So, it’s another amazing day at the dig. It’s really sunny and warm out (plenty of sunscreen needed since I got burned yesterday). I’m still working with Laura in her wooden house. And today I found a really good piece of glass, a bone pin, and two post holes. Me and Laura also uncovered what looks to be a coal and ash floor in one part of the house that ends where a set of post holes begins. But the one thing about the dig is there are a lot of breaks. Work starts at 9:15, tea time is at 11 to 11:30, lunch is at 1 to 1:30, and the end of the day is at 4. So I feel like I just get started working and we take a break….
Throughout the day I cleared out and then cleaned the wooden house. I didn’t have many finds (besides the bone pin, piece of glass, and a few pieces of nice pottery) But what I really enjoyed doing was cleaning the site: there’s nothing like meticulously scraping the ash floor, removing every speck of dirt so all that is left is a solid flat surface. So, after hours of cleaning, my site was ready for a picture that will be catalogued.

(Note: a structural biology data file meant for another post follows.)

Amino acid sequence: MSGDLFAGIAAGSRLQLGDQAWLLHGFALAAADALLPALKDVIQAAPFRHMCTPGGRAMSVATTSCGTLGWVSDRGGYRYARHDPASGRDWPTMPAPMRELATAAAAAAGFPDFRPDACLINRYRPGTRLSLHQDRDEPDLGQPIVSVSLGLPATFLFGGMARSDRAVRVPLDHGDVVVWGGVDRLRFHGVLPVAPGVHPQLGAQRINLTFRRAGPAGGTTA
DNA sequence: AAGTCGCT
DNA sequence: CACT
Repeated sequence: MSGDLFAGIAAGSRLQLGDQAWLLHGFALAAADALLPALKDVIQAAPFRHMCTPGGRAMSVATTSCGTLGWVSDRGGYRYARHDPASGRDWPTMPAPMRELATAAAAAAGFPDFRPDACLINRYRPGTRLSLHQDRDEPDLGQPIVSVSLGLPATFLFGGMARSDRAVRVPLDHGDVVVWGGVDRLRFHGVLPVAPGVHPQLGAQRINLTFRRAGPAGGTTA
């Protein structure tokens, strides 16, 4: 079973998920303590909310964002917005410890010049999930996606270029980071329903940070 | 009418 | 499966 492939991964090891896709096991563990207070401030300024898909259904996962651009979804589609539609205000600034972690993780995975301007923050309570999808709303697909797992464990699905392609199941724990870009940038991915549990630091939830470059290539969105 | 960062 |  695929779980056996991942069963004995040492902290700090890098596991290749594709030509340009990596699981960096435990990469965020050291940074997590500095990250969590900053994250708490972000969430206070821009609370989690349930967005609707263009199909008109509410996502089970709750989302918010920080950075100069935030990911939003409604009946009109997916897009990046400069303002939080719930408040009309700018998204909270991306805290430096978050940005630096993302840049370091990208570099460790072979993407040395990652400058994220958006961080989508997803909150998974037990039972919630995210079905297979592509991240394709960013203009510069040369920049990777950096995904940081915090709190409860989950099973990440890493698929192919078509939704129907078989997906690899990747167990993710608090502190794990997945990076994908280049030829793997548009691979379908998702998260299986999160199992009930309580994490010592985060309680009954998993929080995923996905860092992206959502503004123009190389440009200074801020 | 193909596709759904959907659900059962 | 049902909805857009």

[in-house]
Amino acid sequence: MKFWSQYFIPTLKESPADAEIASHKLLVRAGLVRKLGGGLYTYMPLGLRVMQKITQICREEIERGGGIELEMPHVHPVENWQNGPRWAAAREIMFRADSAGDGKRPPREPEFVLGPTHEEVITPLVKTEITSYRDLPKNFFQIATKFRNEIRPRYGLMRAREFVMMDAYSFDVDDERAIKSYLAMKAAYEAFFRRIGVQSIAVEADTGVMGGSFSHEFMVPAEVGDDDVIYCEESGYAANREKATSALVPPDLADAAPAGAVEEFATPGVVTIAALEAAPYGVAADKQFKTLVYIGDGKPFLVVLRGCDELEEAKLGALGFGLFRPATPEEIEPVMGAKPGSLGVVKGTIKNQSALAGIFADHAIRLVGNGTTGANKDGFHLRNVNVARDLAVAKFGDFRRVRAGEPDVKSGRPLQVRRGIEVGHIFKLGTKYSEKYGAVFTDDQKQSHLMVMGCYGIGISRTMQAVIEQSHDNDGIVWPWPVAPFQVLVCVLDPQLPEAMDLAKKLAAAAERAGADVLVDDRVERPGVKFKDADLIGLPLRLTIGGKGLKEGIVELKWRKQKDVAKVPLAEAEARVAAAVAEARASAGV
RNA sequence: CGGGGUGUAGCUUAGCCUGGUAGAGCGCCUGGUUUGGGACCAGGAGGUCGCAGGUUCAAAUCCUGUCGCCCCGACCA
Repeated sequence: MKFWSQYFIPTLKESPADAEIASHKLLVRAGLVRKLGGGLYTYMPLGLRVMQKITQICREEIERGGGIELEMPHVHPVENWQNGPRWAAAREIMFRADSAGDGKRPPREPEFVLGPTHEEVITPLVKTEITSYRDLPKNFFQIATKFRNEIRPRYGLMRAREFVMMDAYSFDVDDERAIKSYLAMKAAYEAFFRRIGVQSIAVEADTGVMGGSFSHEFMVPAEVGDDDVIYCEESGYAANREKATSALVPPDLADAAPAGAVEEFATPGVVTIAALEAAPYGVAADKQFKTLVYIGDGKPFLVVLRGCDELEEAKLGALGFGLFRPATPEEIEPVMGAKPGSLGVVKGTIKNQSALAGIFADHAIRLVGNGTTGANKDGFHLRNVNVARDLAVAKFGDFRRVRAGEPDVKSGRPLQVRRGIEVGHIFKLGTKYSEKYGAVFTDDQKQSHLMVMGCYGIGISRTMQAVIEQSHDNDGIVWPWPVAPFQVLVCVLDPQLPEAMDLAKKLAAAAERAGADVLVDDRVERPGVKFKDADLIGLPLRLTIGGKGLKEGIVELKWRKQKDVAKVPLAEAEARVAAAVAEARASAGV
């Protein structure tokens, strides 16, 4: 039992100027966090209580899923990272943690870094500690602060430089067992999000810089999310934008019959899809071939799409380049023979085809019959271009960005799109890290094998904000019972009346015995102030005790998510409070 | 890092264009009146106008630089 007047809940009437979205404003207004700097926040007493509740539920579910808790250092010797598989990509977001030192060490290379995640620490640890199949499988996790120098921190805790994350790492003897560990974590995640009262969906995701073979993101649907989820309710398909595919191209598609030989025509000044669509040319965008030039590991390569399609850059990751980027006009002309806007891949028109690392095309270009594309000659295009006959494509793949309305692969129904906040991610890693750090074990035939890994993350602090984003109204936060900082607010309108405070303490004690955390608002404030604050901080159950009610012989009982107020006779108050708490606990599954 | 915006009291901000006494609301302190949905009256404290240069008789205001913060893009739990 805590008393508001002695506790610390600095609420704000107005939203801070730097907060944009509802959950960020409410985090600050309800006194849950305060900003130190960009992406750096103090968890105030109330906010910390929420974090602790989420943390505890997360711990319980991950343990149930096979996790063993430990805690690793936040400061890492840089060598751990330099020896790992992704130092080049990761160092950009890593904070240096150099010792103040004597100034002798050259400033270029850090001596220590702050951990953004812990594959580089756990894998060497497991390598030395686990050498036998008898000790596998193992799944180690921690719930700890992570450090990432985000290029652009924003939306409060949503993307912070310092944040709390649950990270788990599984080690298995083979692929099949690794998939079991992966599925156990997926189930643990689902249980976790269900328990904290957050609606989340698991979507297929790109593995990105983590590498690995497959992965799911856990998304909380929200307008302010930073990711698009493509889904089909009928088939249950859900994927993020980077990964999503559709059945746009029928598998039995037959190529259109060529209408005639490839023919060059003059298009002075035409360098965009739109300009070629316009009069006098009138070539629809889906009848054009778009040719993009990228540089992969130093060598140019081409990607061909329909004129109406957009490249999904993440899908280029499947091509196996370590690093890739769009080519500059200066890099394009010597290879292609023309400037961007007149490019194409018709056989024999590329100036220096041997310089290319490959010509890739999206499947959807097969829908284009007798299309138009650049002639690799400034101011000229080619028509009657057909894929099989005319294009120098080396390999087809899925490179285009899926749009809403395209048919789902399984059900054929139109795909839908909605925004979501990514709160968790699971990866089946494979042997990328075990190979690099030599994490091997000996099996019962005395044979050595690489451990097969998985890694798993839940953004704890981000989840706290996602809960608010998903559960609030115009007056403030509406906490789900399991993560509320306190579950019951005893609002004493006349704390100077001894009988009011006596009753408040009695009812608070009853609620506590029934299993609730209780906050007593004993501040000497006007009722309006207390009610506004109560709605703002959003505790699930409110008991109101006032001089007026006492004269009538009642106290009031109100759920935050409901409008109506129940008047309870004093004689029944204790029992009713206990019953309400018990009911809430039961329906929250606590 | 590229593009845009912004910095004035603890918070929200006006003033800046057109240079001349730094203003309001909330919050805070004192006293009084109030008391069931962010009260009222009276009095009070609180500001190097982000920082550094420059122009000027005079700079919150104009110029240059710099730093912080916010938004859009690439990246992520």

After lunch though, we were given a tour of each trench that summarized the week’s worth of work. In trench 1, the site manager talked about how they had digged down to the level of the early industrial phase where there looks to be lots of ash deposits and fired bricks of clay and sandstone. Also on this level are many drains that don’t connect on some places, while in others they look like they might connect after more work. Also, it appears as though the roads built in succession were slowly moved over time (one road, which was built on another,.was built a few meters over from the original road) I also had a chat with the site manager and discussed how he distinguished between burned (red clay) vs not burned clay (white or grey).
Then in site 2, Jamie talked about the house I was working at and the work being done on it; the deep levels of cobblestone yet to be uncovered; and a few other parts of the dig.